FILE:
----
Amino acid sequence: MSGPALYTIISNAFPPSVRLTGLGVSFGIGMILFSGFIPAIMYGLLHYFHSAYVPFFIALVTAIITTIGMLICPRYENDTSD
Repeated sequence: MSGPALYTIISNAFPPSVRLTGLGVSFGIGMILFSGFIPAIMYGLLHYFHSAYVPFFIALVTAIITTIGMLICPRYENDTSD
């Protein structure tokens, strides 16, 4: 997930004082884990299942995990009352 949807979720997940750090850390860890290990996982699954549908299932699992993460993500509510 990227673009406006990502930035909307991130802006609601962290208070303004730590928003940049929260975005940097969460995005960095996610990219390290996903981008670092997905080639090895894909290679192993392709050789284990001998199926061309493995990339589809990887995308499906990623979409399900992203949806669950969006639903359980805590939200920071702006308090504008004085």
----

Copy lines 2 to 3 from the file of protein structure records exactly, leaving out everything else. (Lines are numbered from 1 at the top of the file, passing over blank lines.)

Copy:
Repeated sequence: MSGPALYTIISNAFPPSVRLTGLGVSFGIGMILFSGFIPAIMYGLLHYFHSAYVPFFIALVTAIITTIGMLICPRYENDTSD
């Protein structure tokens, strides 16, 4: 997930004082884990299942995990009352 949807979720997940750090850390860890290990996982699954549908299932699992993460993500509510 990227673009406006990502930035909307991130802006609601962290208070303004730590928003940049929260975005940097969460995005960095996610990219390290996903981008670092997905080639090895894909290679192993392709050789284990001998199926061309493995990339589809990887995308499906990623979409399900992203949806669950969006639903359980805590939200920071702006308090504008004085």